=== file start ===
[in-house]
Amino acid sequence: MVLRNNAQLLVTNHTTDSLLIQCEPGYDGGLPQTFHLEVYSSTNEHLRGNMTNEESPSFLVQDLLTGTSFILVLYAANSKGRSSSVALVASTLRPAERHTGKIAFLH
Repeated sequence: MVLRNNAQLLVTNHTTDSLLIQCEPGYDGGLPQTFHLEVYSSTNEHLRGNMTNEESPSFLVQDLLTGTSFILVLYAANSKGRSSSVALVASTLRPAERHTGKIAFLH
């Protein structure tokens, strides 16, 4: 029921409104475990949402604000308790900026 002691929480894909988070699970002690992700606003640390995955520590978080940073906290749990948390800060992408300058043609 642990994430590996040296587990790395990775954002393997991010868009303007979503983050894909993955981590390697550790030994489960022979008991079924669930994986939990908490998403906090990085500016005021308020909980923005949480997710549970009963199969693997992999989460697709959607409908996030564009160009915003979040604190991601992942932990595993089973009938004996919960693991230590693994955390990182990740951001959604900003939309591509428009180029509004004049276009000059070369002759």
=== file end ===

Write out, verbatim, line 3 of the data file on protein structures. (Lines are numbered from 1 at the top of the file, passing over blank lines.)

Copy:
Repeated sequence: MVLRNNAQLLVTNHTTDSLLIQCEPGYDGGLPQTFHLEVYSSTNEHLRGNMTNEESPSFLVQDLLTGTSFILVLYAANSKGRSSSVALVASTLRPAERHTGKIAFLH